"Usually, when anthropologists are looking to expand their collections, they go into a community, take an object, describe it using their own anthropological terms, put it in storage, and add the information into a database. It's a very one-way process," said Dr. Chip Colwell.
Creating Collaborative Catalogs: Using Digital Technologies to Expand Museums was a three-year project to develop an innovative open-source, online collaborative catalog system so museums can gather indigenous perspectives while maintaining the museum's existing data.
Unlike most museums catalogues that are "closed" to the very communities that created the objects, this new system will allow information from tribal members to be incorporated into the database. The goal of the project is to create a refined model that museums can use to include Native American perspectives within their community context.
The Denver Museum of Nature & Science will begin this project by focusing on approximately 550 objects in our collections from the Pueblo of Zuni, in New Mexico. The database will allow for a two-way flow of information, including the Museum's descriptions, as well as text, video, audio, and additional photos and drawings from the Pueblo of Zuni community.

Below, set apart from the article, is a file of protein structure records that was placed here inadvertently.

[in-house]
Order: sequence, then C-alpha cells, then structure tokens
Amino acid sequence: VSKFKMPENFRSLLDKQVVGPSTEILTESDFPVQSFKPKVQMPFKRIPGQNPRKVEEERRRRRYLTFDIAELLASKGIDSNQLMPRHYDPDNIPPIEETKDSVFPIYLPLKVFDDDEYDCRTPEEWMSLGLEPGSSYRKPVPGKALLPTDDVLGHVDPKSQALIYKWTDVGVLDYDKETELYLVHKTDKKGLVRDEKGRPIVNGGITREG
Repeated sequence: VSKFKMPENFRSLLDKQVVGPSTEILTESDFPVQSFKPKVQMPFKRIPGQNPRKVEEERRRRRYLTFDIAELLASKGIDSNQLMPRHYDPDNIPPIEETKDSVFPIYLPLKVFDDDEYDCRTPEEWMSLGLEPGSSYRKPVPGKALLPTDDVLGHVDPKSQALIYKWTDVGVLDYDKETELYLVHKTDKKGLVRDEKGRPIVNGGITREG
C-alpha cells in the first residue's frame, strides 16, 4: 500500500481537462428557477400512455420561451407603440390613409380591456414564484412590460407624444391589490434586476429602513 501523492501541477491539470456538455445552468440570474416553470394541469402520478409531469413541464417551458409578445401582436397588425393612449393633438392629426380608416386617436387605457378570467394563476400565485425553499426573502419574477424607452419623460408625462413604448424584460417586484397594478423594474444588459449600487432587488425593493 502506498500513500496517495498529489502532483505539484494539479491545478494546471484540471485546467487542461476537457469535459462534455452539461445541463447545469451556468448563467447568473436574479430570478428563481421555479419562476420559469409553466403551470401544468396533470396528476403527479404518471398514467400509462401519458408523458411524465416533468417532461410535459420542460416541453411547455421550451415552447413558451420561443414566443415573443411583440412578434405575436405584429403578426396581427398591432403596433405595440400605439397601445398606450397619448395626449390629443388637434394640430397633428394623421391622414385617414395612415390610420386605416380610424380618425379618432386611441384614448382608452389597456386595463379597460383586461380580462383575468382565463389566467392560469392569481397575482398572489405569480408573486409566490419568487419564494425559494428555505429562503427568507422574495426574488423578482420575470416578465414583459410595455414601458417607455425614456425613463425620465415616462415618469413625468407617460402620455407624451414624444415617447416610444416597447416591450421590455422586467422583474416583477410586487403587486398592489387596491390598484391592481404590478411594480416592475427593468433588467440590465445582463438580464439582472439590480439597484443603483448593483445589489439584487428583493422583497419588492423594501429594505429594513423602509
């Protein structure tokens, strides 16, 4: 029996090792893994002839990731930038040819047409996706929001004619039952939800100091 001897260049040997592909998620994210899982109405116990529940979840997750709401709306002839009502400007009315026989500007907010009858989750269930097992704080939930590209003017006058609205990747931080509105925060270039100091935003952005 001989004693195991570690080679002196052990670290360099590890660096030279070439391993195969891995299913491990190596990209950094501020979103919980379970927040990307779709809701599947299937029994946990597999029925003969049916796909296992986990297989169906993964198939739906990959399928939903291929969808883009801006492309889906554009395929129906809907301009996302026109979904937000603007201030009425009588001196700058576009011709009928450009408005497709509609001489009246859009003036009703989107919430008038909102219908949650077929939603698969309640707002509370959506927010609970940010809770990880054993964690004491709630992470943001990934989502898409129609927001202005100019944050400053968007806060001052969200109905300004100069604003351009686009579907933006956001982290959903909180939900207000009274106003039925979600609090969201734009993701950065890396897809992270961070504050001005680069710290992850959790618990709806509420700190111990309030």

"We're looking to work together to create a common understanding. It's the personal interpretations that give life and real value to objects," said Dr. Colwell.
UCLA is partnering with the Denver Art Museum, Museum of Northern Arizona, Denver Museum of Nature & Science, Cambridge Museum of Archaeology & Anthropology, and A:shiwi A:wan Museum and Heritage Center on this project.